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Previous Challenge Entry (Level 3 – Advanced)
Topic: Craft (as in handcraft) (02/08/07)

TITLE: The Colour of Caring
By Marita Vandertogt
02/08/07


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The Colour of Caring

“What are you doin lady?” Mitchell’s blue eyes stared hard at the half finished canvas.

“Painting”, the woman sat on a round hard stool, her feet spread apart, the open toe sandals exposing rough tanned feet.

“What are you painting?” Mitchell kept on talking, his nine year old mind oblivious to the silent request for privacy.

“Just painting”, she said, holding her brush in the air as if waiting for something. Mitchell didn’t get that what she was waiting for was him to leave.

“Oh,” he said. “I paint at school, but I’m not good at it.”

“Fine,” she said again, still holding the brush in the air. “That’s just fine. Now, if you don’t mind.”

“I don’t mind,” he said, blonde hair blowing across his forehead. Then, “don’t mind what?”

“Don’t mind leaving me alone so I can continue. I need to be very quiet when I paint.” This time she turned squinted eyes in his direction, not really looking at him.

“Oh,” he said again. “Sure, sorry to bother you lady. But you know what?”

“What,” she said, her voice clipped short. Abigail was not comfortable with children. Abigail was comfortable with a paint brush, and things that didn’t look back at her forming themselves on a canvas. Abigail had always been that way. Her pictures hung in galleries.

“Well,” he started to say, then, “never mind. It’s not important.”

“Good,” she said, dabbing the brush in the pallet, letting it swirl round in a kind of mini frenzy.

“Well,” he started again. “I was just wondering. Do you think you could show me how to paint. Mitchell sat down on the grass in front of her.

“Didn’t you hear what I said,” gray sprigs of hair blew in the wind. “I have to be alone, so I can work. I’m sorry, but someone else will have to show you.”

“Oh,” he said. I just want to paint a picture for my mom, but I can’t paint, not really, so I prayed this morning, cause my mom said that God answers prayers, even of little kids, and so I prayed and asked God . . . .

“Asked God what?” Abigail was curious now. She pulled her feet together, placed the pallet on the ground in front of her and resigned herself to the intrusion.

“I asked Him if he could help me paint a really good picture, and then I came to the park today with my aunt and sister, they’re over there”. He pointed a dirty nailed finger to the swings in the background. “And then I saw you over here and I knew you were painting a picture so I thought maybe you were God’s answer…”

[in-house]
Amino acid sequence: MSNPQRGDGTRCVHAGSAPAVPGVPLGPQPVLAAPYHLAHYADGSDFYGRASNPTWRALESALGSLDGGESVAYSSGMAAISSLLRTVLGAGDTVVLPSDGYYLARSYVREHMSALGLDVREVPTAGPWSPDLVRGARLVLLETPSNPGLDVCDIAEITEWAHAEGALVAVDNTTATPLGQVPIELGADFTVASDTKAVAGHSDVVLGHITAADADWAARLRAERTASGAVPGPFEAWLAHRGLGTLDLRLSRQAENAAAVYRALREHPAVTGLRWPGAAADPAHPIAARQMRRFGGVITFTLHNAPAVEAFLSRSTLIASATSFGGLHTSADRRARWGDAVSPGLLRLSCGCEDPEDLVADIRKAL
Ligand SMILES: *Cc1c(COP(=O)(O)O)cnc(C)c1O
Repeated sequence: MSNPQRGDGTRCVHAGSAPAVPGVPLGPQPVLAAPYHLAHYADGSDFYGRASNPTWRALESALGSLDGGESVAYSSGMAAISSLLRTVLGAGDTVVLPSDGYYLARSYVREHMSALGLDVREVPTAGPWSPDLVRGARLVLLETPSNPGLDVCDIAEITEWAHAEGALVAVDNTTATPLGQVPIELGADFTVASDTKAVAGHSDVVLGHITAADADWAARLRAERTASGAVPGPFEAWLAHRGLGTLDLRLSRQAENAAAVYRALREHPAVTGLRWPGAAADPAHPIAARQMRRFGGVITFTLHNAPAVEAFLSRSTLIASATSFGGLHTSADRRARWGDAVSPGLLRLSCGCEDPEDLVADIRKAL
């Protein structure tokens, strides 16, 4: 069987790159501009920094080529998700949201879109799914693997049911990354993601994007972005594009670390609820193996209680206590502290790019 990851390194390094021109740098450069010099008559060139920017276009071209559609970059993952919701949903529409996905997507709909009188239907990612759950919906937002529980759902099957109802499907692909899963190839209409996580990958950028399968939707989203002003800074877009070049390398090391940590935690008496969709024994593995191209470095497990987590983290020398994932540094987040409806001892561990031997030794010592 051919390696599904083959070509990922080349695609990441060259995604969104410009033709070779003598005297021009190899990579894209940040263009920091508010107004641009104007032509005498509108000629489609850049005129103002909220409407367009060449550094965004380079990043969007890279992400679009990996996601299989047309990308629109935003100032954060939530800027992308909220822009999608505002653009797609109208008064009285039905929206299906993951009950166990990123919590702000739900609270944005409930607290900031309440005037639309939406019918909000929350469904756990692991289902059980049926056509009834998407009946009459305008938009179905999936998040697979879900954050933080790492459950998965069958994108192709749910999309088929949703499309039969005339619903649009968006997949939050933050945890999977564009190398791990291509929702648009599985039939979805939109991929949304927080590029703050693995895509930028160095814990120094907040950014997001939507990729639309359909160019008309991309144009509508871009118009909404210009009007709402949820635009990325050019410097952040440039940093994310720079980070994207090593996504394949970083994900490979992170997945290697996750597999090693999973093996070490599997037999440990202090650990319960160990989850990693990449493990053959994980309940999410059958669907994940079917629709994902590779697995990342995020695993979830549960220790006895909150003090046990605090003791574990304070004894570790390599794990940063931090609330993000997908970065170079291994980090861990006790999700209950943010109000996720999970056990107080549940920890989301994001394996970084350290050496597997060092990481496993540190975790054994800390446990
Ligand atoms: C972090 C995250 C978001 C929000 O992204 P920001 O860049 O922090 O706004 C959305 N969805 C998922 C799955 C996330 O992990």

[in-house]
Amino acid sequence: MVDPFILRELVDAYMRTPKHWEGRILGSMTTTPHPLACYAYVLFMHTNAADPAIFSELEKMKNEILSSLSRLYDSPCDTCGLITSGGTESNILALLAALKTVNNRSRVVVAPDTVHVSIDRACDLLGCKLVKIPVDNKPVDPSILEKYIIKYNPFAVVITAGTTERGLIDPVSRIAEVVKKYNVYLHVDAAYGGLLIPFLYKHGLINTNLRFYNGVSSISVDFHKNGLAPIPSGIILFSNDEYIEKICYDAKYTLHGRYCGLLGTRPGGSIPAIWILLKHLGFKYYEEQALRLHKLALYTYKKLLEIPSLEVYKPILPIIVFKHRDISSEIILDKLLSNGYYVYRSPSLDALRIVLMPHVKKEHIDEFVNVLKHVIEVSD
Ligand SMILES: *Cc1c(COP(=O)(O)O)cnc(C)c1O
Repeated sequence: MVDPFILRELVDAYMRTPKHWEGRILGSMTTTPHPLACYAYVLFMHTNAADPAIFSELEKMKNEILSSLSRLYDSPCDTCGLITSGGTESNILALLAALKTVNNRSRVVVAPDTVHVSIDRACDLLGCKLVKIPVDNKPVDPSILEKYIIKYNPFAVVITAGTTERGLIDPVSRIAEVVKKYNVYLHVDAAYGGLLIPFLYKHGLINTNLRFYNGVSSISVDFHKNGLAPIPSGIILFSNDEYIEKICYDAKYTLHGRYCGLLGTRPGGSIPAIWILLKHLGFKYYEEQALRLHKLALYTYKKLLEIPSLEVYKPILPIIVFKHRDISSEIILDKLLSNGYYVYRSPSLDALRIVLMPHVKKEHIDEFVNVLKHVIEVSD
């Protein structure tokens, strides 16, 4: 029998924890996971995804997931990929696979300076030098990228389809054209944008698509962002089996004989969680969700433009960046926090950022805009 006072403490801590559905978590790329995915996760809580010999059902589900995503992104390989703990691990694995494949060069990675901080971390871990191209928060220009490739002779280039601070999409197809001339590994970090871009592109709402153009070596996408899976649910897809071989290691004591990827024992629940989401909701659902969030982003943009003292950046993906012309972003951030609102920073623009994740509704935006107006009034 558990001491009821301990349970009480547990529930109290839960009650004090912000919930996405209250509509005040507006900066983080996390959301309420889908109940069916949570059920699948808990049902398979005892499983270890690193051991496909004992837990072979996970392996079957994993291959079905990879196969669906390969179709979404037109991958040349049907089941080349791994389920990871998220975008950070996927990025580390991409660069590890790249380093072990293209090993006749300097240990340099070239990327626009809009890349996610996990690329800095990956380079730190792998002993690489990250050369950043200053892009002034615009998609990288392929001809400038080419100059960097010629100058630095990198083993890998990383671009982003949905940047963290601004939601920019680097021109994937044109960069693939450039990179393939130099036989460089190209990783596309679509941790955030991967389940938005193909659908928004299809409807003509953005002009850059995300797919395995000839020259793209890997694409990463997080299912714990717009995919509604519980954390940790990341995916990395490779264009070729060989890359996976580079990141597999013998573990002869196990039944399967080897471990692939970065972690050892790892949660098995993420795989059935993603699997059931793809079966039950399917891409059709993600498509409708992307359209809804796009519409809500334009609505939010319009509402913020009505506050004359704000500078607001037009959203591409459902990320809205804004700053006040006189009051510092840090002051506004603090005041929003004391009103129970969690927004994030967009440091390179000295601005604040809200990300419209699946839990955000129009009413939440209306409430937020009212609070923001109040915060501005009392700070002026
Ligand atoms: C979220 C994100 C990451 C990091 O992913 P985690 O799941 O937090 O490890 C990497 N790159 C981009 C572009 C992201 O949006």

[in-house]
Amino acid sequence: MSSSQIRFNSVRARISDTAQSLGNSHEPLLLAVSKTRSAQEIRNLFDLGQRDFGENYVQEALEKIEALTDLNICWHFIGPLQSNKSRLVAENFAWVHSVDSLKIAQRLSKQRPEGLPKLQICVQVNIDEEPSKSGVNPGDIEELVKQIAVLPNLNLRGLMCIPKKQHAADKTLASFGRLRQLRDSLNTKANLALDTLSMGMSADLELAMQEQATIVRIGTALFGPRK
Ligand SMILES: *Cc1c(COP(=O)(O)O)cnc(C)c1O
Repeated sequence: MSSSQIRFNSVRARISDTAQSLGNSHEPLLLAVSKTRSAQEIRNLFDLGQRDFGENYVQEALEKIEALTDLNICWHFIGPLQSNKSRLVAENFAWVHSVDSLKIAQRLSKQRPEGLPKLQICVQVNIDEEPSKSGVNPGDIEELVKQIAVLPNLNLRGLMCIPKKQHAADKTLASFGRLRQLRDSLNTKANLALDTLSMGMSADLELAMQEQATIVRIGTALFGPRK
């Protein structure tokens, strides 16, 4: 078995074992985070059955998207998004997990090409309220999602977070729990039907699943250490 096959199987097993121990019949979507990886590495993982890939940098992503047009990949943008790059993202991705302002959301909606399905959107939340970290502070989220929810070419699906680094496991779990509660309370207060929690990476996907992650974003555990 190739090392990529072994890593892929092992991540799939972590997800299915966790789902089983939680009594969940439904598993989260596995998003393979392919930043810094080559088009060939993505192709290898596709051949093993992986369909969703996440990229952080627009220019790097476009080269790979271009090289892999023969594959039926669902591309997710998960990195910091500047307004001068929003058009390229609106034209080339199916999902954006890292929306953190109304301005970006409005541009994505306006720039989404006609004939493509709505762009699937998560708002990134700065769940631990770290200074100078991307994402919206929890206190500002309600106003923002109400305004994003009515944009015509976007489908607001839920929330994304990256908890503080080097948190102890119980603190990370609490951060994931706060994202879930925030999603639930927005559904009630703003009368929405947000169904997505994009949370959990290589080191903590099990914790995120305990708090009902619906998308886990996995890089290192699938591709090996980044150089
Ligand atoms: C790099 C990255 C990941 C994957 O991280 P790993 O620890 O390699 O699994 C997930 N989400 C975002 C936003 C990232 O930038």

“How so” she was almost afraid to ask.

“Well,” he kept on talking, his little voice growing higher with excitement. “Maybe God put you there to help me paint a beautiful picture. My mom needs a beautiful picture. She needs something beautiful to look at, cause she’s going to the hospital soon to have something done. I don’t know what. Nobody tells me anything.”

Abigail could see his mouth turn down at the sides, his eyes lose their shine.

“My aunt said that maybe someday she would be able to take care of me and my sister. That’s what she’s doing today, so my mom can have another sleep.”

“Okay,” Abigail said and took a small blank canvas from a burlap bag beside her chair.
“Sit over here, and I’ll show you how to draw a flower. I think your mother would like a picture of a flower, and maybe some trees, and a little bit of blue sky.”

As she spoke, Abigail took his little hand in hers and guided it across the canvas. For some reason, the picture took on a life she never experienced before. Mitchell dabbed the brush in the purples, and reds and blues with a smile too big for his face.

“My mom’s gonna love this? And it’s something I did. That makes it special.”

“Yes,” Abigail said, softly this time, looking down on his young blonde head.

“It makes this craft special for me too. Very special,” she said, her head nodding up and down slowly as the wind brushed against her face. “In fact, I think God answered two prayers at the same time.”

“How so?” he said, stopping for a second.

“Well,” she said. “He just added another beautiful colour to my pallet.”


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This article has been read 663 times
Member Comments
Member Date
Marilee Alvey02/15/07
This is a touching story about how we need to be open and always have time for those little serendipities. Good title as well. Thanks for sharing your story!
Myrna Noyes02/17/07
I, too, loved the title! For me the message of your story was that we should look for oppportunities to pass on our craft to the next generation by teaching, encouraging, and helping them. I enjoyed the dialogue between the artist and the boy, and I was blessed by the realization that came to the woman as she helped him.
Jacquelyn Horne02/17/07
I loved this story. Very good writing. I really got into the conversation. One small thing: an artist's board is spelled palette. Pallet is a bed of straw or a small bed made on the floor.
Jan Ackerson 02/18/07
I love the dialog here--both characters voices are exactly true to their age and gender, and the conversation is lively and entertaining reading.

A few issues: there are some POV switches, and I'd have liked a bit of setting. Where were they? Why was such a young boy by himself, and speaking to a stranger?

I really loved the resolution--just perfect.